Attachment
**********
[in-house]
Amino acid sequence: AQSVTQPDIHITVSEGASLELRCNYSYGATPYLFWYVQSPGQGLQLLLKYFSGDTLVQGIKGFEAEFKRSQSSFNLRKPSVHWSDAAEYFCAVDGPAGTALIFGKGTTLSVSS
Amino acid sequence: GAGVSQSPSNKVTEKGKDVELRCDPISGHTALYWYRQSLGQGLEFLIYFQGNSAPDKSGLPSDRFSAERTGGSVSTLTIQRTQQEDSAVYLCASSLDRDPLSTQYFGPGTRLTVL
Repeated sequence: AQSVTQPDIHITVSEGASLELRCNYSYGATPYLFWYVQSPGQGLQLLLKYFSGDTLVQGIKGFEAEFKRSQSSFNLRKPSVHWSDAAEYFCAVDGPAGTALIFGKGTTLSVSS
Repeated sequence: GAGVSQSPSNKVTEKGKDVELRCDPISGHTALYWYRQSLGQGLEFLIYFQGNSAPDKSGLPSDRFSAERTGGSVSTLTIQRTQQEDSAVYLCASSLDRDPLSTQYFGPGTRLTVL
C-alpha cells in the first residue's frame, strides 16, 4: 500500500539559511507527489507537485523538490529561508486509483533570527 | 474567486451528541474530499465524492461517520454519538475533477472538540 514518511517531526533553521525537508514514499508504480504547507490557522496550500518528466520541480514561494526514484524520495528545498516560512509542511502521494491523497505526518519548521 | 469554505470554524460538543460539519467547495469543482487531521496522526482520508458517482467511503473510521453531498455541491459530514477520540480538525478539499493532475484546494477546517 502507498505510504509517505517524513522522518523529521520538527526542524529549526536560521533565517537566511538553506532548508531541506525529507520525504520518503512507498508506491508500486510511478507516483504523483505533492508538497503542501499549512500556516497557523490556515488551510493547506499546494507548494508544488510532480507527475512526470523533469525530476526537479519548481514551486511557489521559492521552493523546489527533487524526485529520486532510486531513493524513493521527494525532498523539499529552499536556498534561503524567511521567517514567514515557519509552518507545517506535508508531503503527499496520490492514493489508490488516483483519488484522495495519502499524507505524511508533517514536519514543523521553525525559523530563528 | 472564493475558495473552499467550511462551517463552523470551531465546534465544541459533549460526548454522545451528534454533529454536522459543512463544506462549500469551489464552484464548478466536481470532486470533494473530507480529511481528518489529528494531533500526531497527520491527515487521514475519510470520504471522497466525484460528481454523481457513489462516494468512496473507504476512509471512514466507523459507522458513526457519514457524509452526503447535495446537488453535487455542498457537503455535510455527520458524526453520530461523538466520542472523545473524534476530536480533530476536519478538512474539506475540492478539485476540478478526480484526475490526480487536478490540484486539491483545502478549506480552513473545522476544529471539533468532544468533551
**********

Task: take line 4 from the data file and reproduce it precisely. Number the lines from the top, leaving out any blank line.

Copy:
Repeated sequence: AQSVTQPDIHITVSEGASLELRCNYSYGATPYLFWYVQSPGQGLQLLLKYFSGDTLVQGIKGFEAEFKRSQSSFNLRKPSVHWSDAAEYFCAVDGPAGTALIFGKGTTLSVSS